March 18 is our sweet baby Carter's birthday. It has been five years. I sit here far away from his home in Dallas and wonder what it would be like to have a 5 year old running around Poland with Jack and Alex. It will be hard this year being so far away from him. This is the first year we won't be able to see the beautiful roses that grow in our yard in his honor. The bright pink, giant Teacup Roses that grow in the backyard without work or worry. They are just there to brighten the day. They bloom and flourish to remind me of the beautiful things that God makes, including my sweet Carter. The yellow roses in the front yard are Carter's too. Given to us by dear friends who mourned his lose with us. They grow with vigor among the beautiful yellow flowers given to us by other caring friends who remember our lost son. All of these flowers and others share special ground. This ground was worked over and organized by our family and friends the minute the weather grew warm enough the spring he died. They came bearing seeds of every shape and size. They came with work gloves and wheelbarrows. They rode over on their bikes with their children to dig in the dirt and make something special. In one weekend, they gave us a memorial to our son. It was the best gift. Their time and attention. They didn't have to tell us how sorry they were or try to think of the right thing to say. Just being with us and helping with the project was what we needed. I'll never forget the joy of watering those new plantings. The thrill of watching flowers grow from seeds! Real plants! Plants that were hearty and strong the minute they were planted, just like our Carter.
My pregnancy with Carter was a dream. I knew precisely how long I had to wait to take the pregnancy test, but I knew it would be good. The closer the day came, I knew I'd be happily telling Michael our dream had finally come true. He didn't even know I was taking the test. I woke up to get ready for school, and my hands shook as I went into the bathroom. The positive was as clear as day. I was going to be a mom. It was only 6am, so even though it was good news, I knew better than to wake Michael with it. So, for a few hours I knew the secret, and no one else did. I got a shower and made breakfast. I didn't make lunch. A day like today called for a fast food treat! (I know, terrible food for growing babies, but one of my worst habits.)
Finally, I had to go to work, so I woke Michael and handed him a bib that said, "I love Daddy." I stood there waiting for a reaction. I'm pretty sure he was still asleep. I had to spell it out for him. We're going to be parents! He was sleepy, but happy. An email later in the day told me how thrilled he was and that he was dazed by the news. We were very happy.
I never got sick. I felt strong and alive. I loved being pregnant. I felt like I had joined a special club. A knowing smile between myself and other moms or pregnant ladies made my day. We shopped for furniture. We talked about names.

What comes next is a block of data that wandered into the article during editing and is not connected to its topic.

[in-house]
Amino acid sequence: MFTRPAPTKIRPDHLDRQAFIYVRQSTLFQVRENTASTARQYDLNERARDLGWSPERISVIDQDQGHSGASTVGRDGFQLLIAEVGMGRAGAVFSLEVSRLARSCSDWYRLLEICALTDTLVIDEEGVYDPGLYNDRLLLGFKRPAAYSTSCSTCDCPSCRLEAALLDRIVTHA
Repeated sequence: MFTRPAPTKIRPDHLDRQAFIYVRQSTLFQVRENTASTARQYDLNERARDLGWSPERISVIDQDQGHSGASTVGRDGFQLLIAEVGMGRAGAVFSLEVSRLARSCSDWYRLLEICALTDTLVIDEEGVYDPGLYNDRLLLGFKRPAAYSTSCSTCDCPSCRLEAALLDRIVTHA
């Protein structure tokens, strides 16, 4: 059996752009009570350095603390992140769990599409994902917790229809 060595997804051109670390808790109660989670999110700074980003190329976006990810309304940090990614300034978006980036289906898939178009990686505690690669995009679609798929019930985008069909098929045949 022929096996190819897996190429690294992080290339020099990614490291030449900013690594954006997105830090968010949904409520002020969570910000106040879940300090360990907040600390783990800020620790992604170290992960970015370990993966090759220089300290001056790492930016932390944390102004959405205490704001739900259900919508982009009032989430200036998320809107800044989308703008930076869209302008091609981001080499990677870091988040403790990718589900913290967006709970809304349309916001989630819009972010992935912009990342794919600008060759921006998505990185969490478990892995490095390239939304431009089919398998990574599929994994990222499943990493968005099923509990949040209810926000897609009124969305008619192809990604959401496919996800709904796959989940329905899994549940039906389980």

Then, my brother suddenly became very ill. I remember being at the hospital while he was in surgery and patting my pregnant belly for comfort. My dad remarked that he could tell I was awfully proud of it. It was nice having Carter with me on that day. Then, just as suddenly, my brother was gone. It was unbearable to watch my parents grieve. The one thing that helped all of us was Carter. They had a wonderful grandson to think about and plan for. It didn't make my brother less gone, but it made life easier to get through.
The week of his funeral, we got to go to the doctor for the sonogram to find out the gender of our baby. Michael and I were in the doctor's office as the screen filled with our baby. Michael held my hand. The doctor easily found what he needed to see, and said, "It's a boy!" Michael squeezed my hand, and I cried. It was so great. We picked his name on the elevator ride after. It was that easy. Carter Austin Ross. We held hands the whole time.
Michael immediately took the sonogram picture to have copies made and sent them to relatives. The grandparents bought a cake! It was a great day despite the fact that my brother's funeral was the next day. It was even the first day Michael could feel the baby move as he put his hand on my belly.
Michael and Carter got me through the funeral. Michael even read the eulogy we had written even though he hates talking in front of large groups. We really were a family. We did hard things together and made each other smile.
I never worried for one minute about Carter. It was a joyous 7 months. Even the day we found out we had lost him started out light. I was simply getting my gestational diabetes test and a routine check-up. I never imagined the day would end like it did.
I try very hard to focus on the good. Carter's life was brief but very happy. He brought joy to many people. Jack and Alex have a very special guardian angel looking over them.
But, it's hard for me not to focus on the bad. For some reason my brain gets started on a bad road, and I can't stop it. I'll remember one detail of the day we lost him, and then it tumbles on from there. I can't stop the flood. Every single moment comes back. I remember telling my parents and feeling like I had just crushed their faith. I cry for my students who had to learn far too young that babies can die. The mental picture of our friends at our house after the funeral reminds me of the dear friend who was secretly pregnant at the time but had to hold it in because of our news. I can see Michael's heartbroken face as he and I held Carter in my hospital room. And then I just cry.
I don't know what today will bring. I hope I can focus on the good because we have so much of it. I'm worried that the stress of moving will make this a hard year. We are pretty worn out, and it takes energy to be a parent who has faced lose and gone on. Even five years later.